Momentum investing is a system of buying stocks or other securities that have had high returns over the past three to twelve months, and selling those that have had poor returns over the same period. It has been reported that this strategy gives average returns of 1% per month for the following 3–12 months as shown by Narasimhan Jegadeesh and Sheridan Titman.
While no consensus exists about the validity of this claim, economists have trouble reconciling this phenomenon, using the efficient-market hypothesis. Two main hypotheses have been submitted to explain the effect in terms of an efficient market. In the first, it is assumed that momentum investors bear significant risk for assuming this strategy, and, therefore, the high returns are a compensation for the risk. It has also been shown that momentum strategies involve disproportionately trading in stocks with high bid-ask spreads and so it is important to take transactions costs into account when evaluating momentum profitability. The second theory assumes that momentum investors are exploiting behavioral shortcomings in other investors, such as investor herding, investor over and underreaction, and confirmation bias.
Seasonal effects may help to explain some of the reason for success in the momentum investing strategy. If a stock has performed poorly for months leading up to the end of the year, investors may decide to sell their holdings for tax purposes. Increased supply of shares in the market drive its price down, causing others to sell. Once the reason for tax selling is eliminated, the stock's price tends to recover.
Some investors may react to the inefficient pricing of a stock caused by momentum investing by using the tool of arbitrage.
It is believed that George Soros used a variation of momentum investing by bidding up the price of already overvalued equities in the market for conglomerates in the 1960s and for real estate investment trusts in the 1970s. This strategy is termed positive feedback investing.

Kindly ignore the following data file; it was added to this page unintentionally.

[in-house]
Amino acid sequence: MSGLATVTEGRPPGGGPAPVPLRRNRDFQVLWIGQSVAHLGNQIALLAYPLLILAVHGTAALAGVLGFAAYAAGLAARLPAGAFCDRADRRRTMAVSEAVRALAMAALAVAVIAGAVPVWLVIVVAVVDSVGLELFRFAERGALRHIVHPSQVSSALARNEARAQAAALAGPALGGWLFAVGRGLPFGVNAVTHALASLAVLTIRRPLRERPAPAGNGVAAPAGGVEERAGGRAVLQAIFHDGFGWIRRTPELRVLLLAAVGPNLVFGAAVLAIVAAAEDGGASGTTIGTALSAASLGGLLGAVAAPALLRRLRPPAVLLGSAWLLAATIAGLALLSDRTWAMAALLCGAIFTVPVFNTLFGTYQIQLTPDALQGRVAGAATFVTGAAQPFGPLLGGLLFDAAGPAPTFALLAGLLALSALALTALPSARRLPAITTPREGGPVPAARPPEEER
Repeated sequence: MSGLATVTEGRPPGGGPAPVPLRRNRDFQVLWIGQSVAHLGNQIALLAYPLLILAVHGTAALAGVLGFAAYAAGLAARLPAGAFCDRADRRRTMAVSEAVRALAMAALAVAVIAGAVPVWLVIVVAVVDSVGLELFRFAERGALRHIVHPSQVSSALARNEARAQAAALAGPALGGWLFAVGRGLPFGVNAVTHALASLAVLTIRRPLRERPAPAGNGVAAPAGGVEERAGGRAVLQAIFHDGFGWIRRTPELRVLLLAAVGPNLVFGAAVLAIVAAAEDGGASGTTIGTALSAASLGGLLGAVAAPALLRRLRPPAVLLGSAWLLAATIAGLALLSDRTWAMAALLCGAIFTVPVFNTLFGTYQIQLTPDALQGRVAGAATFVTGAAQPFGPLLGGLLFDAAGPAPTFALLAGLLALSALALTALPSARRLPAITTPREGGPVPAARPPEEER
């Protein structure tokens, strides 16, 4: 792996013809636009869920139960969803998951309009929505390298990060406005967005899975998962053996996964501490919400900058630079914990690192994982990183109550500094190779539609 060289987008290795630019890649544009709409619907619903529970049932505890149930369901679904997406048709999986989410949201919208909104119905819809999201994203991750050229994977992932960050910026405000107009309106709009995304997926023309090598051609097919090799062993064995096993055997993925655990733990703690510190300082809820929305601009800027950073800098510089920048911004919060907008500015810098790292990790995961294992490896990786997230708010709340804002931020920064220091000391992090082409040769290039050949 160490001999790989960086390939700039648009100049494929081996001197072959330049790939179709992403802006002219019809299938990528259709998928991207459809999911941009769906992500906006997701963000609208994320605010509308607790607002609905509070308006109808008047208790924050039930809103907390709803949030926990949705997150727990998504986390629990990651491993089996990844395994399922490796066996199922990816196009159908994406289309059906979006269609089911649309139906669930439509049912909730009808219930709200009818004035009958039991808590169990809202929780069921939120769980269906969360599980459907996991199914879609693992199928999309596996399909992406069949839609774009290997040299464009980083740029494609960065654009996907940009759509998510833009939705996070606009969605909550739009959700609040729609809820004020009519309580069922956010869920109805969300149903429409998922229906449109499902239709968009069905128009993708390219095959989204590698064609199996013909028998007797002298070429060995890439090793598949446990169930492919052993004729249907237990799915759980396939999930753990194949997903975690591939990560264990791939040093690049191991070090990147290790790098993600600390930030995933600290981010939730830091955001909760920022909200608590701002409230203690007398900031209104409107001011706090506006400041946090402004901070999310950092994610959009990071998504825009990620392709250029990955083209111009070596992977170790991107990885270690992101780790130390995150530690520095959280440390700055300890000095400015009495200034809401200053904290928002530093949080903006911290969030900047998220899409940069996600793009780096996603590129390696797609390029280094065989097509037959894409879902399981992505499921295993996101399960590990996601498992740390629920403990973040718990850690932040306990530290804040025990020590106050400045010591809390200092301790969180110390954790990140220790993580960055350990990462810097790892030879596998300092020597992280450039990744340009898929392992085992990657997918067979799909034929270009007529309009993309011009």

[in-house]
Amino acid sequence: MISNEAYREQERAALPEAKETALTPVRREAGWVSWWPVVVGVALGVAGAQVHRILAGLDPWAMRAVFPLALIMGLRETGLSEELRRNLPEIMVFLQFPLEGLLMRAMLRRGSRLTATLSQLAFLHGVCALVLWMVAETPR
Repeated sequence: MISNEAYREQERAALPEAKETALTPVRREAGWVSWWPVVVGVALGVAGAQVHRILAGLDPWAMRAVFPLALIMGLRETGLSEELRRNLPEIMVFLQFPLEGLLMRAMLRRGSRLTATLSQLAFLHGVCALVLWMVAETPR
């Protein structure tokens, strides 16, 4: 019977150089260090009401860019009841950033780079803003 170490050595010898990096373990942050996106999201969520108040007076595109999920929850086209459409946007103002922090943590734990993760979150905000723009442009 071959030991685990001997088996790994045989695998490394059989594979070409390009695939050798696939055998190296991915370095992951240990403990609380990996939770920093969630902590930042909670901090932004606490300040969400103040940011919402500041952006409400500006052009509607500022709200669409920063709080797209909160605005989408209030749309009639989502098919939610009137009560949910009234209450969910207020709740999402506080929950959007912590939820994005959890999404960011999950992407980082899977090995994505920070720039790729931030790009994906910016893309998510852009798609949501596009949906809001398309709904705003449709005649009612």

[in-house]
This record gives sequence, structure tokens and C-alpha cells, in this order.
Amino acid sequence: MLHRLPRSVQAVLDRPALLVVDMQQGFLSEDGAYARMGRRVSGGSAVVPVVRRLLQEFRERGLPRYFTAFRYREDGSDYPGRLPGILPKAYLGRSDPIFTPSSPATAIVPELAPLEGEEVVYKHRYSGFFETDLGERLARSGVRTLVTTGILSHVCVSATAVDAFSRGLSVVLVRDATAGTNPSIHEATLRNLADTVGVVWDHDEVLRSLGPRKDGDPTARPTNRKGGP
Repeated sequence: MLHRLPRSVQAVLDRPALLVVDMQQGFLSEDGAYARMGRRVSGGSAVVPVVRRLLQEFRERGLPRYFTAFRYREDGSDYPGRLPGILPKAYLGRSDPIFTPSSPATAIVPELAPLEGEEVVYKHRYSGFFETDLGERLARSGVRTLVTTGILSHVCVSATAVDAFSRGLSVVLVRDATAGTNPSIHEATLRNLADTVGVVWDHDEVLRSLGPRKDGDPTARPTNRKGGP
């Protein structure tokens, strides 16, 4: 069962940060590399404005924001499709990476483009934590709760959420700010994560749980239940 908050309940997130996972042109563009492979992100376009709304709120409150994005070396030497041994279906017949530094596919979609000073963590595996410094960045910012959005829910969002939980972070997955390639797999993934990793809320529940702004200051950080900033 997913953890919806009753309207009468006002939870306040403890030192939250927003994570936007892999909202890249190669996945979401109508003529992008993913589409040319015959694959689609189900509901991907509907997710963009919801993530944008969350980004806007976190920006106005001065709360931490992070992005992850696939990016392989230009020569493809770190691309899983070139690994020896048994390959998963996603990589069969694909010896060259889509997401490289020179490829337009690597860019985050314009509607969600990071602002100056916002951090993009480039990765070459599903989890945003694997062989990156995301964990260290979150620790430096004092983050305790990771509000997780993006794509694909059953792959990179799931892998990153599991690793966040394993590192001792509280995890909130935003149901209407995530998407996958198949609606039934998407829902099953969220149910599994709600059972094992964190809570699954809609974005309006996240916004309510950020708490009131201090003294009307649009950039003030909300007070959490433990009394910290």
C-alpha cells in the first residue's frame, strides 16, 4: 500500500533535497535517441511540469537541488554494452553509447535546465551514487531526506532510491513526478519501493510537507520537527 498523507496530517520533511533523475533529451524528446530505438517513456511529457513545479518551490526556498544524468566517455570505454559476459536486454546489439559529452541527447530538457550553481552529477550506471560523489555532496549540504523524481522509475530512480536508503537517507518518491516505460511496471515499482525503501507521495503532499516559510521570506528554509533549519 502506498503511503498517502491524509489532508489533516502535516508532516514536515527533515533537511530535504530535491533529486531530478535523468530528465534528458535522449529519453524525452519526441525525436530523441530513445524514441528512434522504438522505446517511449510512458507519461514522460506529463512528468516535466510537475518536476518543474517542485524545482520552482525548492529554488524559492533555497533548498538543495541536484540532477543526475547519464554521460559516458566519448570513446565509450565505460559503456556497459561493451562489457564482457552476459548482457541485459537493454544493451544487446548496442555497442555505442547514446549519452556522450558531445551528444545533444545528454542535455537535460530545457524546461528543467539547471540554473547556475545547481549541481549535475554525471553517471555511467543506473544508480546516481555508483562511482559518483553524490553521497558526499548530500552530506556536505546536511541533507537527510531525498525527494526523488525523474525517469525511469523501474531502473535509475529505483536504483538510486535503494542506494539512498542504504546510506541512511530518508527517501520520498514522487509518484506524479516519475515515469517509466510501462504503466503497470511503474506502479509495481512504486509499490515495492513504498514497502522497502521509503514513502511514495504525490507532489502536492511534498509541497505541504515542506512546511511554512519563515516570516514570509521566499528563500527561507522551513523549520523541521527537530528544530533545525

Richard Driehaus is sometimes considered the father of momentum investing but the strategy can be traced back before Richard Donchian. The strategy takes exception with the old stock market adage of buying low and selling high. According to Driehaus, "far more money is made buying high and selling at even higher prices." 
As computer and networking speeds increase each year, there are many sub-variants of momentum investing being deployed in the markets by computer driven models. Some of these operate on a very small time scale, such as high-frequency trading, which often execute dozens or even hundreds of trades per minute.
- "Momentum Investing Definition | Investopedia". Investopedia.
- Jegadeesh, N.; Titman, S. (1993). "Returns to Buying Winners and Selling Losers: Implications for Stock Market Efficiency". The Journal of Finance 48: 65. doi:10.1111/j.1540-6261.1993.tb04702.x. JSTOR 2328882.
- Li, Xiaofei; Miffre, Joelle; Brooks, Chris; O'Sullivan, Niall (2008). "Momentum profits and time-varying unsystematic risk". Journal of Banking & Finance 32 (4): 541–558. doi:10.1016/j.jbankfin.2007.03.014. ISSN 0378-4266.
- Li, Xiaofei; Brooks, Chris; Miffre, Joelle (2009). "Low-cost momentum strategies". Journal of Asset Management 9 (6): 366–379. doi:10.1057/jam.2008.28. ISSN 1470-8272.
- Schwager, Jack D.. The New Market Wizards: Conversations With America's Top Traders. John Wiley and Sons, 1992, (pg. 224), ISBN 0-471-13236-5
- Soros, George, 1987, The Alchemy of Finance, Simon and Schuster, New York.
- Tanous, Peter J., 1997, Investment Gurus, New York Institute of Finance, NJ, ISBN 0-7352-0069-6.